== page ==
author = {Song, Jung Min and DiBattista, Amanda Marie and Sung, You Me and Ahn, Joo Myung and Turner, R Scott and Yang, Jerry and Pak, Daniel T S. and Lee, Hey-Kyoung and Hoe, Hyang-Sook},
      title = {A tetra(ethylene glycol) derivative of benzothiazole aniline ameliorates dendritic spine density and cognitive function in a mouse model of Alzheimer's disease.},
      journal = {Exp Neurol},
      school = {Department of Neuroscience, Georgetown University Medical Center, Washington, DC 20057, USA; Department of Neurology, Georgetown University Medical Center, Washington, DC 20057, USA. Electronic address: sookhoe72@kbri.re.kr.},
      year = {2014},
      volume = {252},
      pages = {105--113},
      url = {http://dx.doi.org/10.1016/j.expneurol.2013.11.023},
      doi = {http://doi.org/10.1016/j.expneurol.2013.11.023}
    }
    
    Stevens, B.W., DiBattista, A.M., William Rebeck, G. & Green, A.E. A gene-brain-cognition pathway for the effect of an Alzheimer?s risk gene on working memory in young adults. 2014 Neuropsychologia
    Vol. 61, pp. 143-149School: Department of Psychology, Georgetown University, 37(th) and O Streets, NW, 302-C White-Gravenor, Washington DC 20057, United States. Electronic address: aeg58@georgetown.edu. 
    DOI URL 
    Abstract: Identifying pathways by which genetic Alzheimer?s disease (AD) risk
    factors exert neurocognitive effects in young adults are essential
    for the effort to develop early interventions to forestall or prevent
    AD onset. Here, in a brain-imaging cohort of 59 young adults, we
    investigated effects of a variant within the clusterin (CLU) gene
    on working memory function and gray matter volume in cortical areas
    that support working memory. In addition, we investigated the extent
    to which effects of CLU genotype on working memory were independent
    of variation in the strongest AD risk factor gene apolipoprotein
    E (APOE). CLU is among the strongest genetic AD risk factors and,
    though it appears to share AD pathogenesis-related features with,
    APOE, it has been far less well studied. CLU genotype was associated
    with working memory performance in our study cohort. Notably, we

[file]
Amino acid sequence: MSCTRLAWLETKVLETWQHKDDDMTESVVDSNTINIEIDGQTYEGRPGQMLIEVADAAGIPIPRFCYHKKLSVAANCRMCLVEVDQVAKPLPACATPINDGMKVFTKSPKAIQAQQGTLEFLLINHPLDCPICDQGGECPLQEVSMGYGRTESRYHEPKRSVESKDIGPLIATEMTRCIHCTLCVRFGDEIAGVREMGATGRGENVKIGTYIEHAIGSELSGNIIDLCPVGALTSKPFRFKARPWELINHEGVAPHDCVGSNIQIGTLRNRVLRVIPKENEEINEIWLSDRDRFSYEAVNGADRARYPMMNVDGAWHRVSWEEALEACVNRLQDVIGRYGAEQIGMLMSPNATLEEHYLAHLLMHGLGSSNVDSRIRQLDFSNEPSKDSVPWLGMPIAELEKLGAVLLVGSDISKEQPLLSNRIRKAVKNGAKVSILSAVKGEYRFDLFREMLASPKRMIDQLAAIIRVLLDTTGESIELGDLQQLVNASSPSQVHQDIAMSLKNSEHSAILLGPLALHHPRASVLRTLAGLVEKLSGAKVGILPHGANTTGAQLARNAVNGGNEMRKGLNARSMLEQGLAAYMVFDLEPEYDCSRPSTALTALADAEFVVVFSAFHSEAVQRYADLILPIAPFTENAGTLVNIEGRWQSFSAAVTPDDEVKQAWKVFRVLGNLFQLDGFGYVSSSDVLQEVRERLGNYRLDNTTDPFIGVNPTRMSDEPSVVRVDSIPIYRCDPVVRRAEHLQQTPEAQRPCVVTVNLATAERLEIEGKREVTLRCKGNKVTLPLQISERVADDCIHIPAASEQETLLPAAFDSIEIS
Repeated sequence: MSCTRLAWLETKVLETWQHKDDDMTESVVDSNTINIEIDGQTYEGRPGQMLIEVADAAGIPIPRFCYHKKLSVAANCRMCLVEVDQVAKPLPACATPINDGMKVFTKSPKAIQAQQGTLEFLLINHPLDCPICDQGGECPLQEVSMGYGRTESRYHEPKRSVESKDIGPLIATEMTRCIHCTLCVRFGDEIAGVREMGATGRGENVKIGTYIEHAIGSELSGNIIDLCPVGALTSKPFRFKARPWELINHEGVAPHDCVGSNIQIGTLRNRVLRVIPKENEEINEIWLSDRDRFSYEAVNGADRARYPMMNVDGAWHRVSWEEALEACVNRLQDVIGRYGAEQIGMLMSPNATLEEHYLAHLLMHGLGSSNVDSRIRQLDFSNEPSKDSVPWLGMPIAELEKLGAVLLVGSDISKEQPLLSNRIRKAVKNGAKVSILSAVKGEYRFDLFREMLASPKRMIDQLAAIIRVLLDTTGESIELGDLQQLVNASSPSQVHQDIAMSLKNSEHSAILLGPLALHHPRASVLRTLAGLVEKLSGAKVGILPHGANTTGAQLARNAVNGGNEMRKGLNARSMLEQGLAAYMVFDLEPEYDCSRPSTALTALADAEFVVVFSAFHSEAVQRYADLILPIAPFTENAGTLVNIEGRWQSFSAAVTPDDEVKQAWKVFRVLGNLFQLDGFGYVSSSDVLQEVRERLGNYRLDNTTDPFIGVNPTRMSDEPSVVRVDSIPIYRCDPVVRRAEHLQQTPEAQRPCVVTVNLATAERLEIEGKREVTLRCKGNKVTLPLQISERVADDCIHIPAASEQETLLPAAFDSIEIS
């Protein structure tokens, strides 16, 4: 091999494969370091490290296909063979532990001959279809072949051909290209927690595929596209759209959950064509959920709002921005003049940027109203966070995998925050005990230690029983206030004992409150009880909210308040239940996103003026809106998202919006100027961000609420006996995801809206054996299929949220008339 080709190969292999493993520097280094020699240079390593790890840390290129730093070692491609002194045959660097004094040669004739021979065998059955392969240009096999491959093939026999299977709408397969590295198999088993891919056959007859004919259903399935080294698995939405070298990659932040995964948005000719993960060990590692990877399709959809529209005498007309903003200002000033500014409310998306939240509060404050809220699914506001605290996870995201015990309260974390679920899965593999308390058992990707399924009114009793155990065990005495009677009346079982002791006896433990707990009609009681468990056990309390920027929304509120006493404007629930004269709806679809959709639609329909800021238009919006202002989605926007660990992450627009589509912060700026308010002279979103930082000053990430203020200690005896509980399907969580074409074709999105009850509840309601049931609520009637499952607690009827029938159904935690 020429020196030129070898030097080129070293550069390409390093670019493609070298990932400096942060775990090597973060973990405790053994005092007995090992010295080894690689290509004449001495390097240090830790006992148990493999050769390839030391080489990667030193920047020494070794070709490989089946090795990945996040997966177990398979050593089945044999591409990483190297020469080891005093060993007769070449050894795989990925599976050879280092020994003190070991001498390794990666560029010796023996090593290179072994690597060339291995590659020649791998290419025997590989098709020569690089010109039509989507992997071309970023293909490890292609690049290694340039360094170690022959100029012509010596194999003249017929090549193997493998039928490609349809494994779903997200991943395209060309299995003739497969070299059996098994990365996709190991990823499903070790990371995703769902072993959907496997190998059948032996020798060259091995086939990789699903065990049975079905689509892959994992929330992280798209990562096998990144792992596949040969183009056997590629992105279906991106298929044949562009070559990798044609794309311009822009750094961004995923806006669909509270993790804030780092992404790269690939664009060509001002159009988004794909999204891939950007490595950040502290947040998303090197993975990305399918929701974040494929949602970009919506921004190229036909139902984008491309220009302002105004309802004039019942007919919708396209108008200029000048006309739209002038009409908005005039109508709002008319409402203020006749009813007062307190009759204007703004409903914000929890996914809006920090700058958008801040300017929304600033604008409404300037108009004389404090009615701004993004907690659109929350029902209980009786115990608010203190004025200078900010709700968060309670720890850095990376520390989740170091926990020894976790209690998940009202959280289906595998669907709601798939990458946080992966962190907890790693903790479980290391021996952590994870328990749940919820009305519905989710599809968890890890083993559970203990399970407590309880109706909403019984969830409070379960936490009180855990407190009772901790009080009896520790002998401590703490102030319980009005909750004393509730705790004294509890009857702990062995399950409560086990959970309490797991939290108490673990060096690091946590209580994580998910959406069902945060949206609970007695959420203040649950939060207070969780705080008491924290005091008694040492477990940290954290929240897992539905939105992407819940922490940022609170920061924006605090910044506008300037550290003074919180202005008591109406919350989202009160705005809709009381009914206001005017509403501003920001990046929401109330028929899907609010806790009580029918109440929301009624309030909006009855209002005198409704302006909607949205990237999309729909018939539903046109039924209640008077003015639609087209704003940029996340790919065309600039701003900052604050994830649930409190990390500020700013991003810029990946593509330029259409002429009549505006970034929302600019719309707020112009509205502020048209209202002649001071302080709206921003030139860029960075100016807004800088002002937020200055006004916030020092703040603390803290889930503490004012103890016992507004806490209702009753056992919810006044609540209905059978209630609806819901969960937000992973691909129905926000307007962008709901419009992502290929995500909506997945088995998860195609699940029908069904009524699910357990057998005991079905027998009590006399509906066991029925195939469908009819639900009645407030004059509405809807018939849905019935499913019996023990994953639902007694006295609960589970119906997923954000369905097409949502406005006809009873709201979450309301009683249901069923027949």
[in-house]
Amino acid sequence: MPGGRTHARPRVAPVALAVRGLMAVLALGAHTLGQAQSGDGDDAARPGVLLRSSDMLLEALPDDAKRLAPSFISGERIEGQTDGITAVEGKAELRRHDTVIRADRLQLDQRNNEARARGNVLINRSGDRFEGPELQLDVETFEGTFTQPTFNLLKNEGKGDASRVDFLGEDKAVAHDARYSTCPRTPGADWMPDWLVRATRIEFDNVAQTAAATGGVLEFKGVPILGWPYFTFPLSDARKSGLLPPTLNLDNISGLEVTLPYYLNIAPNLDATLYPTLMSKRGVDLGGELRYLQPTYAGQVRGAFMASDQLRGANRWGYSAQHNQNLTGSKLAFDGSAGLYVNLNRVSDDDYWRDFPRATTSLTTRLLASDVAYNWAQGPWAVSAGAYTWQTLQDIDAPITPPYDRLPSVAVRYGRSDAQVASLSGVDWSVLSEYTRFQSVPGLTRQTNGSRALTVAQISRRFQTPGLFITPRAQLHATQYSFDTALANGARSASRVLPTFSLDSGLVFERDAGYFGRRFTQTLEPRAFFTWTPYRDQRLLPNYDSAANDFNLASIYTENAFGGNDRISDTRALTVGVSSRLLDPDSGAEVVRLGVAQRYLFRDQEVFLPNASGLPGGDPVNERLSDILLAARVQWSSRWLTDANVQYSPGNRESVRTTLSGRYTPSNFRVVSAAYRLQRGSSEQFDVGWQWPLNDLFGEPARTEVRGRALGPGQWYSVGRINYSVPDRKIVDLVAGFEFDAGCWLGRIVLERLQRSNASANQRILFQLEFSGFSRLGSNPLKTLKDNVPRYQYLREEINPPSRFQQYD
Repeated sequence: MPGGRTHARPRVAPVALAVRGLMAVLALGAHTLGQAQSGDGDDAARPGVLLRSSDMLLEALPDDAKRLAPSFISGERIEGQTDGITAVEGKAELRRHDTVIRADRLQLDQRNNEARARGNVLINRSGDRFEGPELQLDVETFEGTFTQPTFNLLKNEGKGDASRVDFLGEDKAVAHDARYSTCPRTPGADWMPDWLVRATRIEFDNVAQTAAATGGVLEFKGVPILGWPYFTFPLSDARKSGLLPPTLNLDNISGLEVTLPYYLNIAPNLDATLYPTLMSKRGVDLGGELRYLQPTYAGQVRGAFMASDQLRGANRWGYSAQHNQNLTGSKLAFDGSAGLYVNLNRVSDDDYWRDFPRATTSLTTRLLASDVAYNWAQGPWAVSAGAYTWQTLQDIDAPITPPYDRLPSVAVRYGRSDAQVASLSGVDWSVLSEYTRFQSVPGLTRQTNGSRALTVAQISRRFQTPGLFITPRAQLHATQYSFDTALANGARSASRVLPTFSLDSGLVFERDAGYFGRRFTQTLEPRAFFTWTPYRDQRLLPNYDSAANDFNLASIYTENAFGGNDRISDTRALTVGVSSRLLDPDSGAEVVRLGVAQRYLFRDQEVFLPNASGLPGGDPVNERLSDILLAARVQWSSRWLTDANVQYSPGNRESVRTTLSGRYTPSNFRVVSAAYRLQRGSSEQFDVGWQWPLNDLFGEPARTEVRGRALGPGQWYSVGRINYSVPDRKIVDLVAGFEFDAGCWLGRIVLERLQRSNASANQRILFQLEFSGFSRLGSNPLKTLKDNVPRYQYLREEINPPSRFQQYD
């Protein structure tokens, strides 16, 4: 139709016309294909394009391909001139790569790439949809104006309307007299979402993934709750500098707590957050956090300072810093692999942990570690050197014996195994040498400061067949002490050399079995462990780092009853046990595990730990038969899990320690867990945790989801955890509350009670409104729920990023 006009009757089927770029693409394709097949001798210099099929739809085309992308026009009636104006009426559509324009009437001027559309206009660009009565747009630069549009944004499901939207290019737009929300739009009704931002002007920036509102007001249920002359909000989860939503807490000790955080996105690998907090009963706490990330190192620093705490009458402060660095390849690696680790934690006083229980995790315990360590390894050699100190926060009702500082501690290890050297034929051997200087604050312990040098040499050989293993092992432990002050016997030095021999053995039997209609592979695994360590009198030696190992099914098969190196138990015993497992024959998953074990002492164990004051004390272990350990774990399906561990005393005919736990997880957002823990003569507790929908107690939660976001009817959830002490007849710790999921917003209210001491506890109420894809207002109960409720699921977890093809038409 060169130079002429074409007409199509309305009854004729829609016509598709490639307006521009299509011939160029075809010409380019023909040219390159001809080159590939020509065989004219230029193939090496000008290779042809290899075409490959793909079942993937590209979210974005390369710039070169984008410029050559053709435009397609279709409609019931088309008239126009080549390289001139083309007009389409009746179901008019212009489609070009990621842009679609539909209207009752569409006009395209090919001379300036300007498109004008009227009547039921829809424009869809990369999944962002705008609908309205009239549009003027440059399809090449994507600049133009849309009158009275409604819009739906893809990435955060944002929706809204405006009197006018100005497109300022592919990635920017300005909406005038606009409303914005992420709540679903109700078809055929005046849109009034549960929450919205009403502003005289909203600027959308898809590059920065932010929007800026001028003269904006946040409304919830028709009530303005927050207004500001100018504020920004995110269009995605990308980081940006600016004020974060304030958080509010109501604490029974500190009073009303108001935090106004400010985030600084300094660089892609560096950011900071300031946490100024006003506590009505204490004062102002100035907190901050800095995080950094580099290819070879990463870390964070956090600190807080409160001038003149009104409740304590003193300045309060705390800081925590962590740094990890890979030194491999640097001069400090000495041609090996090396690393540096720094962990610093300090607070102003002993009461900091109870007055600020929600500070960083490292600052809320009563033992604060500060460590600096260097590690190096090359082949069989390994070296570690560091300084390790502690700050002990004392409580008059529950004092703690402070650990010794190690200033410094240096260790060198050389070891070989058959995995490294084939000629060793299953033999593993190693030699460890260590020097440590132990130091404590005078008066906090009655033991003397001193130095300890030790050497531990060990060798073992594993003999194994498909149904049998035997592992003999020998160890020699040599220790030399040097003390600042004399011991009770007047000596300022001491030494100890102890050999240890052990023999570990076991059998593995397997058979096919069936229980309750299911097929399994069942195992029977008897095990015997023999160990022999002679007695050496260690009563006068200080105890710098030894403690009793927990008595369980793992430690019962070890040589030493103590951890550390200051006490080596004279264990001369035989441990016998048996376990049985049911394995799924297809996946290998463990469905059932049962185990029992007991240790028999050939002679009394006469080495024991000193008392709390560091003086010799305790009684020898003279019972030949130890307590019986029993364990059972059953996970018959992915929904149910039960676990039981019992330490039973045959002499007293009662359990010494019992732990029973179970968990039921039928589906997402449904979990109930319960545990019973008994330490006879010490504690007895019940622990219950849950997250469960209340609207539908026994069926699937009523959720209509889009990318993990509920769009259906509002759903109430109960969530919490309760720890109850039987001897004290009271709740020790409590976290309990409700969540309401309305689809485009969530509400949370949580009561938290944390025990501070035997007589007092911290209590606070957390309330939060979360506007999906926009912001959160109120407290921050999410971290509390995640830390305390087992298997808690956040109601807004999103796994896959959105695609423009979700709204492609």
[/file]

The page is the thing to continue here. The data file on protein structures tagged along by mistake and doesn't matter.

found that variation in gray matter volume in a parietal region,
    previously implicated in maintenance of information for working memory,
    mediated the effect of CLU on working memory performance. APOE genotype
    did not affect working memory within our sample, and did not interact
    with CLU genotype. To our knowledge, this work represents the first
    evidence of a behavioral effect of CLU genotype in young people.
    In addition, this work identifies the first gene-brain-cognition
    mediation effect pathway for the transmission of the effect of an
    AD risk factor. Relative to conventional pairwise associations in
    cognitive neurogenetic research, gene-brain-cognition mediation modeling
    provides a more integrated understanding of how genetic effects transmit
    from gene to brain to cognitive function.
    BibTeX:
    @article{Stevens2014,
      author = {Stevens, Benson W. and DiBattista, Amanda M. and William Rebeck, G. and Green, Adam E.},
      title = {A gene-brain-cognition pathway for the effect of an Alzheimer?s risk gene on working memory in young adults.},
      journal = {Neuropsychologia},
      school = {Department of Psychology, Georgetown University, 37(th) and O Streets, NW, 302-C White-Gravenor, Washington DC 20057, United States. Electronic address: aeg58@georgetown.edu.},
      year = {2014},
      volume = {61},
      pages = {143--149},
      url = {http://dx.doi.org/10.1016/j.neuropsychologia.2014.06.021},
      doi = {http://doi.org/10.1016/j.neuropsychologia.2014.06.021}
    }
    
    Su, X. & Federoff, H.J. Immune responses in Parkinson's disease: interplay between central and peripheral immune systems. 2014 Biomed Res Int
    Vol. 2014, pp. 275178School: Department of Neuroscience, Georgetown University Medical Center, Washington, DC 20057, USA ; Department of Neurology, Georgetown University Medical Center, Washington, DC 20057, USA. 
    DOI URL 
    BibTeX:
    @article{Su2014,
      author = {Su, Xiaomin and Federoff, Howard J.},
      title = {Immune responses in Parkinson's disease: interplay between central and peripheral immune systems.},
      journal = {Biomed Res Int},
      school = {Department of Neuroscience, Georgetown University Medical Center, Washington, DC 20057, USA ; Department of Neurology, Georgetown University Medical Center, Washington, DC 20057, USA.},
      year = {2014},
      volume = {2014},
      pages = {275178},
      url = {http://dx.doi.org/10.1155/2014/275178},
      doi = {http://doi.org/10.1155/2014/275178}
    }
    
    Tai, A.X. & Kromer, L.F. Corticofugal projections from medial primary somatosensory cortex avoid EphA7-expressing neurons in striatum and thalamus. 2014 Neuroscience
    Vol. 274, pp. 409-418School: Department of Neuroscience, Georgetown University Medical Center, 3970 Reservoir Road NW, Washington, DC 20007, USA; Interdisciplinary Program in Neuroscience, Georgetown University Medical Center, 3970 Reservoir Road NW, Washington, DC 20007, USA. Electronic address: kromerl@georgetown.edu. 
    DOI URL